- Nymex crude oil prices rose during Asian trading on Thursday after a rather neutral supply report disappointed those hoping for a bullish surprise, though the commodity remained in positive territory due to a solid U.S. service-sector barometer.

On the New York Mercantile Exchange, West Texas Intermediate crude for delivery in March traded at USD97.52 a barrel during Asian trading, up 0.20%.

On Wednesday the New York-traded oil futures hit a session low of USD97.24 a barrel and a high of USD97.50 a barrel to settle at USD97.32 a barrel.

Nymex oil futures were likely to find support at USD96.27 a barrel, Monday''s low, and resistance at USD98.58 a barrel, the high from Jan. 30.

The U.S. Energy Information Administration said in its weekly report that U.S. crude oil inventories rose by 440,000 barrels in the week ended Jan. 31, missing market expectations for an increase of 2.30 million barrels.

Total U.S. crude oil inventories stood at 358.1 million barrels as of last week.

The report also showed that total motor gasoline inventories increased by 505,000 barrels, compared to forecasts for a gain of 1.48 million barrels, while distillate stockpiles declined by 2.36 million barrels compared to market forecasts for a drop of 1.58 million.

The data softened oil prices as some were hoping for more bullish figures, through better-than-expected data out of the U.S. service sector kept prices in positive territory.

The Institute for Supply Management reported that its services purchasing managers’ index came in at 54.0 in January, up from 53.0 in December.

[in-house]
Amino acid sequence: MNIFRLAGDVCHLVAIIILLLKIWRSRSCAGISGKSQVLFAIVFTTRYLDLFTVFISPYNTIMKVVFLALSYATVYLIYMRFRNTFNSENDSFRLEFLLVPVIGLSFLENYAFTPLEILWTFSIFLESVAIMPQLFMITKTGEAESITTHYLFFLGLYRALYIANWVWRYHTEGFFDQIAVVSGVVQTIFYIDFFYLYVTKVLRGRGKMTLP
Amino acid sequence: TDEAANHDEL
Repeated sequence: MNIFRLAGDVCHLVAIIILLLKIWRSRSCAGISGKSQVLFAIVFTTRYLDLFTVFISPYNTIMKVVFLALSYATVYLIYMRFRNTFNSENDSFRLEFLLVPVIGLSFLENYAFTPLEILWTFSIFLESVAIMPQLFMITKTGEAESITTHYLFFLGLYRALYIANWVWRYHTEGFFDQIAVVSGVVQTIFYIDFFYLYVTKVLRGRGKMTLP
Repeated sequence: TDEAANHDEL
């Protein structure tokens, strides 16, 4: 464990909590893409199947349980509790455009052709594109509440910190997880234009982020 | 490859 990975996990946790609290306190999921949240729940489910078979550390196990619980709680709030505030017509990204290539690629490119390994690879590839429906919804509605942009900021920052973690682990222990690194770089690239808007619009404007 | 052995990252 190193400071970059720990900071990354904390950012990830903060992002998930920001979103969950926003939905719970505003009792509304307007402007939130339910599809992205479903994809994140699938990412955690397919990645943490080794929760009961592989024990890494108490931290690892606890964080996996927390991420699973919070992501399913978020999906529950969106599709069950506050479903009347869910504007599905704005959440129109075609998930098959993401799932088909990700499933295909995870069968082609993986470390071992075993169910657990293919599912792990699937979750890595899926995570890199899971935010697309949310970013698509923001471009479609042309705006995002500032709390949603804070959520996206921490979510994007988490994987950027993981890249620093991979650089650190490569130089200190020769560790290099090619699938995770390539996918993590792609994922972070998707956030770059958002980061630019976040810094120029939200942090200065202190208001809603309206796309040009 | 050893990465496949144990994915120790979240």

Analysts had expected the index to rise to 53.7, which drew applause in energy markets by painting a picture of a more robust U.S. economy, one that will demand more fuel and energy going forward.

The employment component of the index rose to its highest level since November 2010.

The data eased concerns over a possible slowdown in U.S. recovery after Monday’s ISM manufacturing index showed that activity slumped to a seven-month low in January, which was partially the product of rough winter weather.

Elsewhere, payroll processor ADP reported that private-sector non-farm payrolls rose by 175,000 in December, below expectations for an increase of 180,000, though investors concluded that a string of blizzards and bitter cold snaps may have prompted businesses to put off hiring early this year.

Friday’s official U.S. jobs report is expected to show that jobs growth rebounded in January after unseasonably cold weather in December kept gains down to 74,000.

Elsewhere, on the ICE Futures Exchange in London, Brent oil futures for March delivery were up 0.05% and trading at 106.22 a barrel, while the spread between the Brent and U.S. crude contracts stood at USD8.70 a barrel.

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